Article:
Outbreak of the war
End of the war

The call for ‘good’, ‘morally elevating’ films with an instructive rather than an entertaining and voyeuristic element became more strident around 1906 as the medium began to spread. A debate initiated by the educated middle classes about the danger of ‘trashy films’ resulted in the establishment of the cinema reform movement, which stood for ‘better’, ‘morally superior’ and instructive film-making.

The cinema reform movement set its sights particularly on ‘film dramas’, in other words films in general with a dramatic narrative, particularly love stories, crime movies, adventure and sensation films. The reformers saw a ‘danger for the uneducated masses’, by which they meant especially children, juveniles and women. They even claimed that women were ‘addicted to the cinema’. Women’s associations also mobilized against ‘cinematographic immorality’. In 1909 the Catholic Women’s Organization of Moravia protested against ‘Paris evenings’ or ‘gentlemen’s evenings’, which it claimed were degrading to women. The pressure from these associations to prevent the distribution of ‘dirt and trash’ became stronger after 1909 and ultimately compelled the authorities to act. In summer 1909 all ‘cinematographic theatre pictures which violated the sense of decency and shame’ were banned in Bohemia.

The main focus was always on the protection of children and juveniles from ‘socially and morally destabilizing potential’, which many films and indeed the cinematographic environment in general were said to harbour. School representatives criticized the way in which film narrators described the films, which often ‘corrupted public morals’. In 1916 the school authorities banned juveniles under 16 years of age from visiting cinematographic performances, with the exception of educational films, which the cinema reformers saw as a useful way of communicating knowledge. The cinema magazine Der Komet (no. 1184, 1907) stated, for example, in a report on ‘education through cinematographs’: ‘The organization of school presentations with a selected programme, the introduction of live photography as an educational aid for schools and the promotion in particular of interest in instructive films – this should be the purpose of pictures with natural history, industrial and ethnological subjects, which are without a doubt of greater value and better educational effect than many of the tasteless products offered today.’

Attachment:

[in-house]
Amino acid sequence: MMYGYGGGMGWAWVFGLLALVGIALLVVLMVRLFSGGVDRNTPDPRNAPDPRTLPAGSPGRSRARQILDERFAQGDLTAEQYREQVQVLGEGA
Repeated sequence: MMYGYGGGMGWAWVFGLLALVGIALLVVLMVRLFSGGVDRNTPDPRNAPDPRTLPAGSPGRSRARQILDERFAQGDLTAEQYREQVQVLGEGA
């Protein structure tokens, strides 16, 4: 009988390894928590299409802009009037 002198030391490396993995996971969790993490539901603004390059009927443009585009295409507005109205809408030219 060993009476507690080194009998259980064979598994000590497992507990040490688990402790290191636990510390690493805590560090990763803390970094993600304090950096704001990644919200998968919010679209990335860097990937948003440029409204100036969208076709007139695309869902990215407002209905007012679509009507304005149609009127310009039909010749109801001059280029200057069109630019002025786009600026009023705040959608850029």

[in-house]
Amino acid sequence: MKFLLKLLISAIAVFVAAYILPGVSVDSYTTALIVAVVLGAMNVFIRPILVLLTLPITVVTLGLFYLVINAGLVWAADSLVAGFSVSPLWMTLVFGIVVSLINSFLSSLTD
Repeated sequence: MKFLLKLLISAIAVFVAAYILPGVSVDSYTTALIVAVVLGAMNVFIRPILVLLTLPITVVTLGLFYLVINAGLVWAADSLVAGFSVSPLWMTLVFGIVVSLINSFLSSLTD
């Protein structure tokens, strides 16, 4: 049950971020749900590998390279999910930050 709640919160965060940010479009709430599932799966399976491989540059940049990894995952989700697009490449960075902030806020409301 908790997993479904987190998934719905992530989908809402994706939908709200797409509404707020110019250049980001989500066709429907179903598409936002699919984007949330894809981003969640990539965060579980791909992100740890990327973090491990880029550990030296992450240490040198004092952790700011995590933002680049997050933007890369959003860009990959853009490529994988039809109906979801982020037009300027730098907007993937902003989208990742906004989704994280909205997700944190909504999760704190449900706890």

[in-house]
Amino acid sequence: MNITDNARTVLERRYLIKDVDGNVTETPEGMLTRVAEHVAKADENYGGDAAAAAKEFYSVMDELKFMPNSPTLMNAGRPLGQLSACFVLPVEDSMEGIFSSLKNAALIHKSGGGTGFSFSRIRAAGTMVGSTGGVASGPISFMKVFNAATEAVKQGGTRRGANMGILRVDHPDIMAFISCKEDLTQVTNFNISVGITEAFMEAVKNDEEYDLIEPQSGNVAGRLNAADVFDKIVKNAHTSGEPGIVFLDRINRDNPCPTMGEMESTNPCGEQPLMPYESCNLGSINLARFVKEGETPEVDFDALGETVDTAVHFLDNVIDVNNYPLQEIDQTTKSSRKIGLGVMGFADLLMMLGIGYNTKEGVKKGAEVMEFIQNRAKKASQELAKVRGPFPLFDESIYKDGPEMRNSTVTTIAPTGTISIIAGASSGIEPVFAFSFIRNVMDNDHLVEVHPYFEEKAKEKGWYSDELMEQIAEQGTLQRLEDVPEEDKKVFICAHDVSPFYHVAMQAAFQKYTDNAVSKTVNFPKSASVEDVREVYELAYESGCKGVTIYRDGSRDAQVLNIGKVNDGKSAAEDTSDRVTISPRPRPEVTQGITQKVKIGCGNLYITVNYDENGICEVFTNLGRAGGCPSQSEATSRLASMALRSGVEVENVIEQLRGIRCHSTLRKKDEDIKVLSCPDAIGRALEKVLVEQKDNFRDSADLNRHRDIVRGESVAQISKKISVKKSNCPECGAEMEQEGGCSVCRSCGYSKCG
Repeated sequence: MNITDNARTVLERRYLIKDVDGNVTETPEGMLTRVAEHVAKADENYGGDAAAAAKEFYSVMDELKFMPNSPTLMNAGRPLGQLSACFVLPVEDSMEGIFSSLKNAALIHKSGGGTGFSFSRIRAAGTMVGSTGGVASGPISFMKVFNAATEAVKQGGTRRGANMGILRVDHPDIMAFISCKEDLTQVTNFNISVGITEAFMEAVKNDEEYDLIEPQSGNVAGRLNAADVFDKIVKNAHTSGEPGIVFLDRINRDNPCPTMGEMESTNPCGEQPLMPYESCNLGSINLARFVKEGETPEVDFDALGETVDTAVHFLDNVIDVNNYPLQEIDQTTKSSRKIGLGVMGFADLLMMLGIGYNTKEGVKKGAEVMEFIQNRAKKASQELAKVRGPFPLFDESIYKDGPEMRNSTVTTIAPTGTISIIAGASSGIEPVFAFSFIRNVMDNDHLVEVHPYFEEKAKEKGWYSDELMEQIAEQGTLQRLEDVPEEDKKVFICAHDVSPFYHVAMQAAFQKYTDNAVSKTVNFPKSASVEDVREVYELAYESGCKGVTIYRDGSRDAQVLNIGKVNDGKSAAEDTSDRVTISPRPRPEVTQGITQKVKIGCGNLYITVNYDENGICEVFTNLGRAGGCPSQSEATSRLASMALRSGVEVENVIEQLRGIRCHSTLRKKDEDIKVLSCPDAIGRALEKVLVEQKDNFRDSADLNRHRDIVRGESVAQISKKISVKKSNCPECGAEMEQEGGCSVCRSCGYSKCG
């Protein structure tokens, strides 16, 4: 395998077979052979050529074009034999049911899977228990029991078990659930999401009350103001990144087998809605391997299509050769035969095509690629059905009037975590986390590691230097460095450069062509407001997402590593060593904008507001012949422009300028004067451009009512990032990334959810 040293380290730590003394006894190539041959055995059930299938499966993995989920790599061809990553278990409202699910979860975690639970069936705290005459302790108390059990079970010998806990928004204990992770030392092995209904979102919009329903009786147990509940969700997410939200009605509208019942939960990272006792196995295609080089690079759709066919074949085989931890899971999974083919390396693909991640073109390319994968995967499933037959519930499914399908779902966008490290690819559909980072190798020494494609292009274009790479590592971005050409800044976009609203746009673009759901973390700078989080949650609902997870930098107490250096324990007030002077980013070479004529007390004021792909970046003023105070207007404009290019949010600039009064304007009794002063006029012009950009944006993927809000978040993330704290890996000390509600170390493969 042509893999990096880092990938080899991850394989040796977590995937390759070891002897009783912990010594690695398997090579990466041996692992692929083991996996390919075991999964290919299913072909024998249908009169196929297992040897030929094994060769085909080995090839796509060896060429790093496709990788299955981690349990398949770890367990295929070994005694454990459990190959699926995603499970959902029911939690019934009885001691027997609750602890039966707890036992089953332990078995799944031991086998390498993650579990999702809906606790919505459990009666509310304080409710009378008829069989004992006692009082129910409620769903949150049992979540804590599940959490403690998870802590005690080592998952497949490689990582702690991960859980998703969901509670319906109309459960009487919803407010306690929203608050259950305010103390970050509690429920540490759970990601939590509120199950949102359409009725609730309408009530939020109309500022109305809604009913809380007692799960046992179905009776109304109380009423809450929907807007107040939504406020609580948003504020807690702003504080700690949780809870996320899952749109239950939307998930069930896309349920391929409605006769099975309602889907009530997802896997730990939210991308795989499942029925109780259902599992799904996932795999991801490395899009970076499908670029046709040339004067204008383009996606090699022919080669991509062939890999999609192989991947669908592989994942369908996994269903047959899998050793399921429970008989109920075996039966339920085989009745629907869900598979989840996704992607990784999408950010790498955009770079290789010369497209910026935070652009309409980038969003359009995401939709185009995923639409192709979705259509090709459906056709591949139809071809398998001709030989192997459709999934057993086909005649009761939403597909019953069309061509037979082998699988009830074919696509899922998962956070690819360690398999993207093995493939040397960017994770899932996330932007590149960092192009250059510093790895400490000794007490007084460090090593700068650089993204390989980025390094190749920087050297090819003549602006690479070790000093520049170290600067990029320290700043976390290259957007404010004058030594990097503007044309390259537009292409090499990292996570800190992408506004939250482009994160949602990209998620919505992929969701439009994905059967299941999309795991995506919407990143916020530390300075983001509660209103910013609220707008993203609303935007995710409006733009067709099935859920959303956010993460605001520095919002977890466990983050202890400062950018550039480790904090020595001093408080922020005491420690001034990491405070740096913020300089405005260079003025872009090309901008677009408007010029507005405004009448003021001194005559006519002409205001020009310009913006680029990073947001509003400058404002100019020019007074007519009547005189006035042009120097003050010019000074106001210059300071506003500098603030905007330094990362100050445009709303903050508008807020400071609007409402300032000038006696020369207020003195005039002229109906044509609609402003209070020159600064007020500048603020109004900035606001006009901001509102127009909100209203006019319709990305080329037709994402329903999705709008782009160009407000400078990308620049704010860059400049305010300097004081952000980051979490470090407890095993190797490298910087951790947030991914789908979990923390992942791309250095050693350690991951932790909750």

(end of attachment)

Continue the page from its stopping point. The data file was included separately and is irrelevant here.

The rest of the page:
With this in mind, the Central Office for Scientific and Educational Cinematography was founded in Vienna in 1912 to ‘keep a record of all existing scientific films’, organize their distribution and promote the production of suitable material. The introduction of school performances in ‘better cinemas’ was planned for autumn 1912 in cooperation with the Reich Association of Cinematograph Owners. After the First World War the cinema reform movement was revived and was also successful in Austria, for example, through the establishment of a series of large school cinemas in Vienna in the 1920s.

Translation: Nick Somers


Achenbach, Michael: Die Geschichte der Firma Saturn und ihre Auswirkungen auf die österreichische Filmzensur, in: Achenbach, Michael/Caneppele, Paolo/Kieninger, Ernst: Projektionen der Sehnsucht. Saturn. Die erotischen Anfänge der österreichischen Kinematografie, Wien 1999, 75-102

Ballhausen, Thomas: Geschnitten, Verboten, Vernichtet. Notizen zur österreichischen Filmzensurgeschichte bis 1938, in: Biblos 51 (2002), 203-214

Schlüpmann, Heide: Zur heimlichen Komplizenschaft zwischen Kinematografie und Frauenemanzipation in der wilhelminischen Gesellschaft, in: Schlüpmann, Heide: Die Unheimlichkeit des Blicks. Das Drama des frühen deutschen Kinos, Frankfurt am Main 1990, 8-23

Contents related to this chapter


  • Aspect

    On the eve of war

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Persons, Objects & Events

  • Object


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  • Object

    Monitoring & control

    Everyday life in the Habsburg Monarchy was characterised by propaganda, monitoring and control, as can be seen by the many blank spaces in the daily newspapers and deletions in private correspondence and telegrams. At the same time an attempt was made in texts and audio-visual media to whip up general enthusiasm for the war. Not even the youngest inhabitants of the empire remained untouched, and the influence of the state was also felt in the schools of the Monarchy.


  • Development

    Gender roles: change/no change?

    It is a widely held view that the First World War revolutionised the traditional roles of men and women in society. Photos of tram conductresses, female coach drivers and postwomen would appear to confirm this, as does the assumption by women of the traditional male role as providers for the family. But did things change that much, and what was left of the supposed changes after 1918?